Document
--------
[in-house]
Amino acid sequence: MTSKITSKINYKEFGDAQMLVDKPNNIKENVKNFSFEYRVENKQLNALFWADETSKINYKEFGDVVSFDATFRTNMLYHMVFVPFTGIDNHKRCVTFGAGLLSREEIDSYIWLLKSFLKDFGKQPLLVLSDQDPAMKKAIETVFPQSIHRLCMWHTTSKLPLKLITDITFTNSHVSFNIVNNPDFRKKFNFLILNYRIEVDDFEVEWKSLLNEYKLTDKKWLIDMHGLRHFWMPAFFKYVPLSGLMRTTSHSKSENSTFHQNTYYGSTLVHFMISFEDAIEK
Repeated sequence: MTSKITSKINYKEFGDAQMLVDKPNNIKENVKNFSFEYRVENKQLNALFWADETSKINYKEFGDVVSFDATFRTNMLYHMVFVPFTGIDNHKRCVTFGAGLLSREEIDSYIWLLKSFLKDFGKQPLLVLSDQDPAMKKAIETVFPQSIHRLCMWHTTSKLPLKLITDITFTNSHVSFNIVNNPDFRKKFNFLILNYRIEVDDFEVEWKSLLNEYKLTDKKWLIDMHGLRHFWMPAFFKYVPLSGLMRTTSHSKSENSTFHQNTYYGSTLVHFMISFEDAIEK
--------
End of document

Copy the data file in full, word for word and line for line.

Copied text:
[in-house]
Amino acid sequence: MTSKITSKINYKEFGDAQMLVDKPNNIKENVKNFSFEYRVENKQLNALFWADETSKINYKEFGDVVSFDATFRTNMLYHMVFVPFTGIDNHKRCVTFGAGLLSREEIDSYIWLLKSFLKDFGKQPLLVLSDQDPAMKKAIETVFPQSIHRLCMWHTTSKLPLKLITDITFTNSHVSFNIVNNPDFRKKFNFLILNYRIEVDDFEVEWKSLLNEYKLTDKKWLIDMHGLRHFWMPAFFKYVPLSGLMRTTSHSKSENSTFHQNTYYGSTLVHFMISFEDAIEK
Repeated sequence: MTSKITSKINYKEFGDAQMLVDKPNNIKENVKNFSFEYRVENKQLNALFWADETSKINYKEFGDVVSFDATFRTNMLYHMVFVPFTGIDNHKRCVTFGAGLLSREEIDSYIWLLKSFLKDFGKQPLLVLSDQDPAMKKAIETVFPQSIHRLCMWHTTSKLPLKLITDITFTNSHVSFNIVNNPDFRKKFNFLILNYRIEVDDFEVEWKSLLNEYKLTDKKWLIDMHGLRHFWMPAFFKYVPLSGLMRTTSHSKSENSTFHQNTYYGSTLVHFMISFEDAIEK